conferred on a third person.
Privity does not prevent a contract from conferring a benefit on a third person.
It simply prevents the third person from enforcing the contract.
- Central to the rules of privity of contract therefore is identifying the
- Denies 3rd party to enforce right.
- Best to argue that the 3rd party is a party to the agreement.
In the case of Coulls v Bagot's Executor & Trustee Co Ltd
A written agreement was entered into by Arthur Coulls and O'Neil Construction
Pty Ltd (the Agreement) headed "Agreement between Arthur Leopold Coulls and
O'Neil Construction Proprietary Limited" and included written terms:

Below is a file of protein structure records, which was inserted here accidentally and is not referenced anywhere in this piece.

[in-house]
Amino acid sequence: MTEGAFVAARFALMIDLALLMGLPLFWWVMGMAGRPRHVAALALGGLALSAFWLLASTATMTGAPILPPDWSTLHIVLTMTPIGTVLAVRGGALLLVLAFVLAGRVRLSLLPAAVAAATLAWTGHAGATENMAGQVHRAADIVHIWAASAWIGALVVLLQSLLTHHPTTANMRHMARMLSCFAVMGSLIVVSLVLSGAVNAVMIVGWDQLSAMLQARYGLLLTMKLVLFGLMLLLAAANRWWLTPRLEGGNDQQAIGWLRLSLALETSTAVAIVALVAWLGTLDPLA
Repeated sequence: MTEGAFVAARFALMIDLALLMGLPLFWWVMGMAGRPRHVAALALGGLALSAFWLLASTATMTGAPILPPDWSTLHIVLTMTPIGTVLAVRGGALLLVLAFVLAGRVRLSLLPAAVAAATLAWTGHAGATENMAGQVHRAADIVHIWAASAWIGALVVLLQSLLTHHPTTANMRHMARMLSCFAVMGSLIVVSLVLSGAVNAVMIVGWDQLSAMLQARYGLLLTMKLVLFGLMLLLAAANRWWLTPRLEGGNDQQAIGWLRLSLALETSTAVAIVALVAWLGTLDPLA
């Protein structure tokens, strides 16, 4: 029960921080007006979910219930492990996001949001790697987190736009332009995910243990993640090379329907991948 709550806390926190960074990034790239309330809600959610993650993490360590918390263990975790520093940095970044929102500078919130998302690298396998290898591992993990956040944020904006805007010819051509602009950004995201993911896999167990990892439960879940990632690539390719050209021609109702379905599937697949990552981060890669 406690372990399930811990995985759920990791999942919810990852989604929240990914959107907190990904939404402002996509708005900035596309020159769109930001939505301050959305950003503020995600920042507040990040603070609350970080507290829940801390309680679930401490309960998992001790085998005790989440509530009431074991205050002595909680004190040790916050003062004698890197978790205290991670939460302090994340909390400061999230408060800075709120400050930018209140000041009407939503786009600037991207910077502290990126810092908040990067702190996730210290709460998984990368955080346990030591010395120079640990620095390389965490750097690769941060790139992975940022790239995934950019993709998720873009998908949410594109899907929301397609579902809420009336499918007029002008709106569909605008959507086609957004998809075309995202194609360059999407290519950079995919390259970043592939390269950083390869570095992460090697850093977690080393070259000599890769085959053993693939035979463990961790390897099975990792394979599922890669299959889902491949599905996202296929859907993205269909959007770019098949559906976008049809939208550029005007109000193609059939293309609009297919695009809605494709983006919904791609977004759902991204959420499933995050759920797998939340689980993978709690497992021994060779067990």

- Mr Coulls gives to O'Neil Construction the sole right to quarry 50 acres
of his land.
- O'Neil Construction agrees to pay 3d per ton for all stone quarried and
sold, and a fixed minimum royalty of £12 per week for a period of 10 years
with an option of another 10 years at the above basis. (consideration)
- O'Neil Construction to pay all money connected with the Agreement to Mr.
Coulls and his wife, Doris Coulls as joint tenants-(wanted to make it clear
if I die my wife should inherit interest not children). The agreement was
signed by Mr. and Mrs. Coulls and O'Neil Construction. (clearly endorsed
agreement and was there at time agreement was made). After Mr. Coulls died,
his 2 children from a previous marriage stood to benefit if the royalties
were payable to Mr. Coulls' estate.
HC held that the company owed no contractual obligation to Mrs.
Coulls as she wasn't a party to the agreement. The contract expressly purported
to be made between Arthur Coulls and the company. Moreover, the company made no